Supporting the Euratom Drinking Water Directive JRC organised a Europe-wide proficiency test to verify the status of radon measurements in drinking water. It highlighted certain shortcomings and future metrological needs as summarised in a new article and report recently published.
Inhaling radon present in the air exposes us to radiation. The dose we receive by radon through breathing is one of the most important radiation doses that all of us incur in normal life. Radon and its decay products can also be present in drinking water and, depending on the level or radon, may pose an increased health risk if ingested or released into the air during showering. Therefore, member states are obliged to monitor this radiation risk.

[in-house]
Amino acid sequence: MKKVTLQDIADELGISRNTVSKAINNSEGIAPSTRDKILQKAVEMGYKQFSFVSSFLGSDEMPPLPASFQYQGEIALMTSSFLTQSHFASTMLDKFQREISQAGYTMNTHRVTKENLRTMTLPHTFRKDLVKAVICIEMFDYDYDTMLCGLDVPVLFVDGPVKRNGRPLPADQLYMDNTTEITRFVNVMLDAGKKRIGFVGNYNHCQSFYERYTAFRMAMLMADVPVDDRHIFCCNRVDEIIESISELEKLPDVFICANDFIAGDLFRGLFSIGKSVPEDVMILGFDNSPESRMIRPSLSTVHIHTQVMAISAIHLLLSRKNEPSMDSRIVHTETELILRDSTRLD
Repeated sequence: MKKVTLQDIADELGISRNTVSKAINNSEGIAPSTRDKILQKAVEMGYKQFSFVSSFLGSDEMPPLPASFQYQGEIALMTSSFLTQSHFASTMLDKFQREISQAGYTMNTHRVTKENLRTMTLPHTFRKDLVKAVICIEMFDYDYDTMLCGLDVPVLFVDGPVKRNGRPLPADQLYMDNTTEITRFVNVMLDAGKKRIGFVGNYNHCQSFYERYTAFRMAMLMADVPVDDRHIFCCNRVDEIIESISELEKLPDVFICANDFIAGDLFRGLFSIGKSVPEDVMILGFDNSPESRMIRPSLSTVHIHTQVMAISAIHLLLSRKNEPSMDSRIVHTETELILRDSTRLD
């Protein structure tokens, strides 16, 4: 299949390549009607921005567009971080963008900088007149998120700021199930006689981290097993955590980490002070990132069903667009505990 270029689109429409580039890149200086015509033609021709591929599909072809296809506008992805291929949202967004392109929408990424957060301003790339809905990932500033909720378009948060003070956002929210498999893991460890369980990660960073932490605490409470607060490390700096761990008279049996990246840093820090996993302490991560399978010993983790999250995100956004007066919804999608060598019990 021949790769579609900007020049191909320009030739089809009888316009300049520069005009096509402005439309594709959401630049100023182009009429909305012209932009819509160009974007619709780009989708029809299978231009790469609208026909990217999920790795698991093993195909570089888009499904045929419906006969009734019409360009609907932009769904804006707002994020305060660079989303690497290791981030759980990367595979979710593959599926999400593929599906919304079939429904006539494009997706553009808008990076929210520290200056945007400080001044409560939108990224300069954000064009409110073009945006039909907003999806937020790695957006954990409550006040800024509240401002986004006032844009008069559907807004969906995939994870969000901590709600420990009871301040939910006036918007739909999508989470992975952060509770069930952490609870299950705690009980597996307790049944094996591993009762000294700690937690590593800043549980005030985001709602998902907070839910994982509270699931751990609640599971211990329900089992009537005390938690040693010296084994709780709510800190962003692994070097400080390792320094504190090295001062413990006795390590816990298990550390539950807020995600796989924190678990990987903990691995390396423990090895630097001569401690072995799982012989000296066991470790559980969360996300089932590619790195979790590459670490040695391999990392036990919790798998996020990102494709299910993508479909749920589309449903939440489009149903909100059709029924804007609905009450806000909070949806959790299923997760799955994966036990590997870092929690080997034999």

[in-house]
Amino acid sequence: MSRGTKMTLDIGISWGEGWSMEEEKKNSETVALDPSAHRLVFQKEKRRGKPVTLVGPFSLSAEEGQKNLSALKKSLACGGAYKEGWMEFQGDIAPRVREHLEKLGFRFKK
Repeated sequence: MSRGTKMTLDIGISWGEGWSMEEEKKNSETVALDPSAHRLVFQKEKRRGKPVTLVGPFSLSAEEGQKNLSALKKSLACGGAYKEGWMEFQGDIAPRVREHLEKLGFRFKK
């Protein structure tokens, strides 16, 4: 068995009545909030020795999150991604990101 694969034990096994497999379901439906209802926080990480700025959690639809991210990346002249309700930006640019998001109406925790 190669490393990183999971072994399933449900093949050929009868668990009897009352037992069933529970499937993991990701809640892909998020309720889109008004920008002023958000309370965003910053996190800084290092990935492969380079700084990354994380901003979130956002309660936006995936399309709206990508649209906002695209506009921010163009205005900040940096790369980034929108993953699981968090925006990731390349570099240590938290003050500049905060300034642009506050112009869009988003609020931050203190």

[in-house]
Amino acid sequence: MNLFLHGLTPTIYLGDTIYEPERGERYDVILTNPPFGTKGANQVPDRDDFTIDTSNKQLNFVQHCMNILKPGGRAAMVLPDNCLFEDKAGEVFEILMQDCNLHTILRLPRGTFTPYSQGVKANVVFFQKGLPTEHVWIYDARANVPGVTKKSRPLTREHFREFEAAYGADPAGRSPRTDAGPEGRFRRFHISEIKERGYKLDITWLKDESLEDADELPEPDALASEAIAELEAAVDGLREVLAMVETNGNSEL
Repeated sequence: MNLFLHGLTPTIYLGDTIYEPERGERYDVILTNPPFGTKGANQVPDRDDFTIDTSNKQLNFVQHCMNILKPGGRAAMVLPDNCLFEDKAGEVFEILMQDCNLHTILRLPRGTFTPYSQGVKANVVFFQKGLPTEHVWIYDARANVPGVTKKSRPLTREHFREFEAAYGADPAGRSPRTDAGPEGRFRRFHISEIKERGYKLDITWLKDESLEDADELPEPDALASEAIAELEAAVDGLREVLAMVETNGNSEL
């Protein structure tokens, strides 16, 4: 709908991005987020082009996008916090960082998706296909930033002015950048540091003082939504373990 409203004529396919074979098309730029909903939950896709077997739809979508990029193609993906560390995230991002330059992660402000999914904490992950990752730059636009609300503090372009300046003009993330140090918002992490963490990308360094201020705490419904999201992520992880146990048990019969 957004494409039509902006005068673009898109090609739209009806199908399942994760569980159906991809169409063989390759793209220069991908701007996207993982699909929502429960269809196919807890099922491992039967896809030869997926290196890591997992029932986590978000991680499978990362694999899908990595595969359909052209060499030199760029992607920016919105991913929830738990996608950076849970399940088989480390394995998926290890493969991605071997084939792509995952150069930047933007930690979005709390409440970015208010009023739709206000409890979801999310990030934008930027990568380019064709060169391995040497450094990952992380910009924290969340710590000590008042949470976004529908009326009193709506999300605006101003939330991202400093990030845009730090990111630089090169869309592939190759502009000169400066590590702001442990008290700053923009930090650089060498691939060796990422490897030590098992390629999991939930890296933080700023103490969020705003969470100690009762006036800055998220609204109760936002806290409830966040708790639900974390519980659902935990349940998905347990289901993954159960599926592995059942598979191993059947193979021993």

To validate the quality and comparability of data from the member states obtained by environmental radioactivity measurements, the Euratom Article 35-36 Experts asked JRC via the Directorate-General for Energy to organise a proficiency test (PT) on measuring the activity of 222Rn in drinking water. 222Rn is the isotope of radon causing the concern.
This proficiency test was organised with the participation of 101 organisations, submitting 135 individual measurement results in 2018. This was the first radioactivity in water PT since the publication of the Euratom Drinking Water Directive in 2013. Despite the relative simplicity of radon measurements in drinking water, JRC researchers identified many pitfalls from the sampling until the measurements, which might lead to incorrect dose risk estimation.
More information can be found at the Technical report on the REM 2018 radon-in-water proficiency test on EU Science Hub and in the article Performance evaluation of a European scale proficiency test on radon-in-water measurements in Europe on ScienceDirect website.
- Publication date
- 7 May 2020